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42 Responses to Jack Frost nipping at your rose …

  1. Fred Bailey says:

    Great shots, very southward-inspiring!
    Fred

    Liked by 1 person

    • lindasschaub says:

      Ha ha – Thank you Fred. I was a little bit horrified to see all the snow on the roses, then decided to make the most of it and take pictures. I don’t recall having snow here before the 15th of November and even that just melted away. This snow event just goes along with the weird weather we’ve had throughout 2018.

      Like

  2. Ann Marie stevens says:

    Miss “Jack Frost” ………………………………………your pictures of the snow on the colorful leaves and flowers and leaves are beautiful

    Liked by 1 person

    • lindasschaub says:

      Hi Ann Marie – you are right and as much as I despise the snow, the beauty of the contrast between the snow and the vibrant leaves is just beautiful, not to mention the snow hanging off the frozen buds and blooms. snow can be beautiful, though I’m thinking many states are not finding it very beautiful now with the big snow storm that is happening on the East Coast as I write this. We are brushed with just rain … so we are lucky and a clear and dry week next week for all the travelers going to Grandma’s house. I know if I didn’t hate driving in the snow, I’d embrace the Winter more … if only this leopard could change her spots … sigh.

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  3. All your pictures are so beautiful, but the one that robbed my heart was the last one.The maple leaf with the snow….it’s position on the green leaves. Just beautiful.

    Liked by 1 person

    • lindasschaub says:

      Thank you Martha and I saw red stains on the snow and it has to be the color from the maple leaf … there was nothing else around that would make that red on the snow. I thought to remark on it but I figured people would notice it on their own. Just the contrast between the Fall leaves and snow was breathtaking to me too.

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  4. Laurie says:

    I think your snowy weather is coming our way today. Ugh! I still have roses on my rose bushes, too. I hated to trim the last ones. They look so lovely as I walk past them. I loved reading your description of the quiet park and you listening to the sounds of the squirrels munching peanuts as you walked away!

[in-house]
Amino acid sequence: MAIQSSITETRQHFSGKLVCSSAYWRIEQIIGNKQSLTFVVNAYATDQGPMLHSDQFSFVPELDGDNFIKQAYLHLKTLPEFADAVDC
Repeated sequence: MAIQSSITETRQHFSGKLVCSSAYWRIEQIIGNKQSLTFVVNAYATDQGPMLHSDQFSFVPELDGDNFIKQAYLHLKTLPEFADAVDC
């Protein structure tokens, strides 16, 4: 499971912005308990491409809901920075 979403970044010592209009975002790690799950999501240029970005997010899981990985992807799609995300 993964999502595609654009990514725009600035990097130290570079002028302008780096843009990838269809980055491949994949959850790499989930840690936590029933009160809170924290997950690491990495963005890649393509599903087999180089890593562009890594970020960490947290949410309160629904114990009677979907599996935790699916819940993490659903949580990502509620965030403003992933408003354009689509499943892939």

Liked by 1 person

    • lindasschaub says:

      Laurie, I’m hearing so many states are getting a lot of snow today and in some cases it has already started. We are getting a rainy wintry mix later and it will be warm for snow, so it will just be wet, some flurries on Saturday and they say a totally dry week next week. That’s good for those travelling by car or otherwise and I hope to push, push, push myself to get my steps in. You’ll have to get some pics of the snow on the roses if yours are still blooming. We had two hard freezes, if not more, so those buds were frozen solid and the icicles dripping off them and covered in snow was just so lovely. Hopefully they are okay – in the beginning when I had tea roses, before I got these “Home Run” roses (their name and prized for their durability and hardiness) I used to cover them with styrofoam cones and they still were not hardy … you’d wait forever for one or two blooms and a strong wind or rain would knock the petals on the ground in a heartbeat. I also had black spot, so I dug them up, treated the earth and let it be dormant a few years, then planted these. I almost lost them after the first Polar Vortex. They were brown and I thought dead – I was devastated but I cut them down to about one foot off the ground and pretty soon they were like the Phoenix, rising from the ashes. They came back as good as new.
      That happened with a holly bush too – it was seemingly dead as a doornail. I gave it so much Miracid and Hollytone that I revived it – I have pictures I took after lopping it down to the ground with about 6 inches of stem … I don’t always have a green thumb. That was just plain luck. It was peaceful at the Park – usually the ducks are calling one another another, quacking up a storm and now that the geese are MIA … just quiet and peaceful with only that rustling noise of my coat and the subtle sound of peanut shells being cracked open. 🙂

      Liked by 1 person

      • Laurie says:

        I do not have a great green thumb myself. My roses are knockout roses – they are very hardy (knock on wood!) I was once very proud of myself for rescuing a crepe myrtle that I thought was a goner.